Something free is usually worth what you pay

Thanks for the offer of a free 'reading,' Lynn (see her comment on the previous post). How 'bout this: I'll send you a couple dozen personality test results and you tell me--according to your usual chart reading process--which one is mine?

Actually, that's already been done, so let's not waste each other's time.

The experiment, reported in the December 5, 1985 issue of Nature, was a double-blind experiment conducted with the active cooperation of the National Council of Geocosmic Research (NCGR). That organization of astrologers nominated advisers to the study, prepared the horoscopes for the test and further provided a list of astrologers they felt were suitably qualified. The advisers interacted closely with the project and several of their suggestions were incorporated. The California Personality Inventory Test was chosen, for example, because astrologers judged the attributes to be the closest to those discernible by astrology.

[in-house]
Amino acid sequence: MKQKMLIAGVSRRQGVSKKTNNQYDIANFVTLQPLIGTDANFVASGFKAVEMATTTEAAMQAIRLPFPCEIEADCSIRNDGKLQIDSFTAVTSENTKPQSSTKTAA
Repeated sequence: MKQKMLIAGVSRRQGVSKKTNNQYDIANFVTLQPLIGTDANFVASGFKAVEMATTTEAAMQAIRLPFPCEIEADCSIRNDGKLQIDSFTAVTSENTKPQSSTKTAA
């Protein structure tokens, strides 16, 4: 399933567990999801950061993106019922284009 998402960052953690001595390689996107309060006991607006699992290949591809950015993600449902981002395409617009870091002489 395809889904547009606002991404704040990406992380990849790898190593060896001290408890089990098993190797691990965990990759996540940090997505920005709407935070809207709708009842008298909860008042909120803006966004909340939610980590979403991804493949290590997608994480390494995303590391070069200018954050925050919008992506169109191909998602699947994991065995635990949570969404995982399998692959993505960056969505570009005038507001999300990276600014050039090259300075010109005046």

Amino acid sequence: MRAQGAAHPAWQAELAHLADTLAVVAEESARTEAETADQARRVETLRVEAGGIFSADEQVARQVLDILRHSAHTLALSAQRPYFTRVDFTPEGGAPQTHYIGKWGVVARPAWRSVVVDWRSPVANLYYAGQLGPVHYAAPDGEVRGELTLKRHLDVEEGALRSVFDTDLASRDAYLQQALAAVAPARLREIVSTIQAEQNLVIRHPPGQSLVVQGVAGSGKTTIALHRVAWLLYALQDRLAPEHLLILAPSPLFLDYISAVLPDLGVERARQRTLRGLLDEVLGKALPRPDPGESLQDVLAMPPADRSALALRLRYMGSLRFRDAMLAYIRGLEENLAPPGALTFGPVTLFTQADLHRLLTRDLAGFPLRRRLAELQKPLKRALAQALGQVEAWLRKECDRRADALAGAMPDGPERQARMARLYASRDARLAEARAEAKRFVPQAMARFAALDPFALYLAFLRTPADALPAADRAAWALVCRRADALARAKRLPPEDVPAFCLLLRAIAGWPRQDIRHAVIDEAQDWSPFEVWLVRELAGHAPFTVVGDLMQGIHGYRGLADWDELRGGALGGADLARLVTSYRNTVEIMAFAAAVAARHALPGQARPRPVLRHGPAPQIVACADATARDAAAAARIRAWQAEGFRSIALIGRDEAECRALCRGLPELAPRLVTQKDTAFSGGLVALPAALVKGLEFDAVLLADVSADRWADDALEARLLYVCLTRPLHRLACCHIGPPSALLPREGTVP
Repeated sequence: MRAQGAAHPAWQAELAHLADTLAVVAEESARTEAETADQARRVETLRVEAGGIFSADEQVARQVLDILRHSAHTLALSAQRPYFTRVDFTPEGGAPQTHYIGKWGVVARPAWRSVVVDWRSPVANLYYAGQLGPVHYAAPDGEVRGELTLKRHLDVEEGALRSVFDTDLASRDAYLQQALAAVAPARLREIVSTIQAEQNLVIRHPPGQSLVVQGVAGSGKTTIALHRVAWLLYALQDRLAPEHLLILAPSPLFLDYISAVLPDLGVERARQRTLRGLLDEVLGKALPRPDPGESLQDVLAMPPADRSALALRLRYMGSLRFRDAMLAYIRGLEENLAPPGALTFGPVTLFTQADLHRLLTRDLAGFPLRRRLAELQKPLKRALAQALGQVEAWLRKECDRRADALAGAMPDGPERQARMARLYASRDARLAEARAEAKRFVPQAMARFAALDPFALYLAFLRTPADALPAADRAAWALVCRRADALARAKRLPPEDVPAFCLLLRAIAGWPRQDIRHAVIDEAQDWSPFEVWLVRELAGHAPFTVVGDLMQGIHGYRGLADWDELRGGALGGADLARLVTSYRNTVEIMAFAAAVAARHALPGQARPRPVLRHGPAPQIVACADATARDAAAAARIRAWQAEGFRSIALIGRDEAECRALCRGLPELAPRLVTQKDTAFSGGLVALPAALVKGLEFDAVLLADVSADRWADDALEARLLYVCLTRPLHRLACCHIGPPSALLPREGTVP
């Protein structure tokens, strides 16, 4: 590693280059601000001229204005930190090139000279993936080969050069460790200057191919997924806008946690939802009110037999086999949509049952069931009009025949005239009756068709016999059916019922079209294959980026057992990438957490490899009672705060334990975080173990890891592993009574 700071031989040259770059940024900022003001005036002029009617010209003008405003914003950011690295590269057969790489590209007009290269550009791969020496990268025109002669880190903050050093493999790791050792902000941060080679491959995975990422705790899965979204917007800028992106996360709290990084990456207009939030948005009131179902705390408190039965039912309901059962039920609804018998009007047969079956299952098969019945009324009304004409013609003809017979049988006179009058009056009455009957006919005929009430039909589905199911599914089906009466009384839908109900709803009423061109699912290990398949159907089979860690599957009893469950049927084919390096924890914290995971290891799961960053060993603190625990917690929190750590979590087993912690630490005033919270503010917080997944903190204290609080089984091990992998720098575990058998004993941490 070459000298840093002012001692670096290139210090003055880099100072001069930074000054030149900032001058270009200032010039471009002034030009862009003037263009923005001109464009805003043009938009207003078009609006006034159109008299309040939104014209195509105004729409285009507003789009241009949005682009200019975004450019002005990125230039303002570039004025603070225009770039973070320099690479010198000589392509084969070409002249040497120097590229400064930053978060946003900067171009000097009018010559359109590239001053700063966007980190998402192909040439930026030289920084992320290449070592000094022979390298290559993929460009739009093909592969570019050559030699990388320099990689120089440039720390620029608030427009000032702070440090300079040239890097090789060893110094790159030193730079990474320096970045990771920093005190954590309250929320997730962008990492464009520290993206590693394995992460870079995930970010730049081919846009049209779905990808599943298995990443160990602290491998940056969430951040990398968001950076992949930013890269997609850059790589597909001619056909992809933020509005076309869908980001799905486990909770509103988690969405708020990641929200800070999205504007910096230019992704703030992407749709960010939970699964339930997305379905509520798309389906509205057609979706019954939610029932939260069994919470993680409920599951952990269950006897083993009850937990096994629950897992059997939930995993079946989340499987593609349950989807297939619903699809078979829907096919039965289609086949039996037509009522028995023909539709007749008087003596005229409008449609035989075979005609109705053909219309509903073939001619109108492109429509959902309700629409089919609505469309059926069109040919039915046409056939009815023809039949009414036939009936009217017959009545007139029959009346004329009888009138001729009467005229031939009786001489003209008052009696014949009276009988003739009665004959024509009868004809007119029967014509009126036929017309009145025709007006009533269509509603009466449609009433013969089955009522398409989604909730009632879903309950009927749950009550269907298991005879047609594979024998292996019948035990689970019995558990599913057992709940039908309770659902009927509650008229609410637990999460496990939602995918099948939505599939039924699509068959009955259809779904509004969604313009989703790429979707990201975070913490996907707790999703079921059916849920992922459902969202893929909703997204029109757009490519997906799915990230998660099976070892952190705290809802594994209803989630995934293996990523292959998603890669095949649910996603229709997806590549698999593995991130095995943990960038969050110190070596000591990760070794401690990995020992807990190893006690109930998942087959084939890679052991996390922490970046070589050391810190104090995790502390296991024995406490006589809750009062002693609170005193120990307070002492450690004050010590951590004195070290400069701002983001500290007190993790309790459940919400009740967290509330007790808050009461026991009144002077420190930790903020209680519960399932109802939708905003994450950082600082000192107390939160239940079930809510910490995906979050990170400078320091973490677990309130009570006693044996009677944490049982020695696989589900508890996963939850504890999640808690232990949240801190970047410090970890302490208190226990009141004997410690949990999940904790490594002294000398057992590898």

Each of the astrologers were given the horoscope prepared by the NCGR and three personality profiles, including one that matched the horoscope they were given. The task was to pick which of the three was the correct one. The method was determined before data was collected, experimenters had no access to the subjects' identities during the period of data collection, and subjects were referred to only by assigned code numbers.

If they selected the correct one simply by chance they'd get it right at least one-third of the time. Astrologers predicted that they would get it right at least 50% of the time, an odd admission that even they thought they'd be wrong at least half the time. (Instead of using your horoscope you could flip a coin to make a decision with equal probability of being correct.)

The study in the end covered 116 subjects with 28 participating astrologers. Only one-third of the choices, exactly what you'd expect due to chance, were correct. As Mythbusters would say


TH

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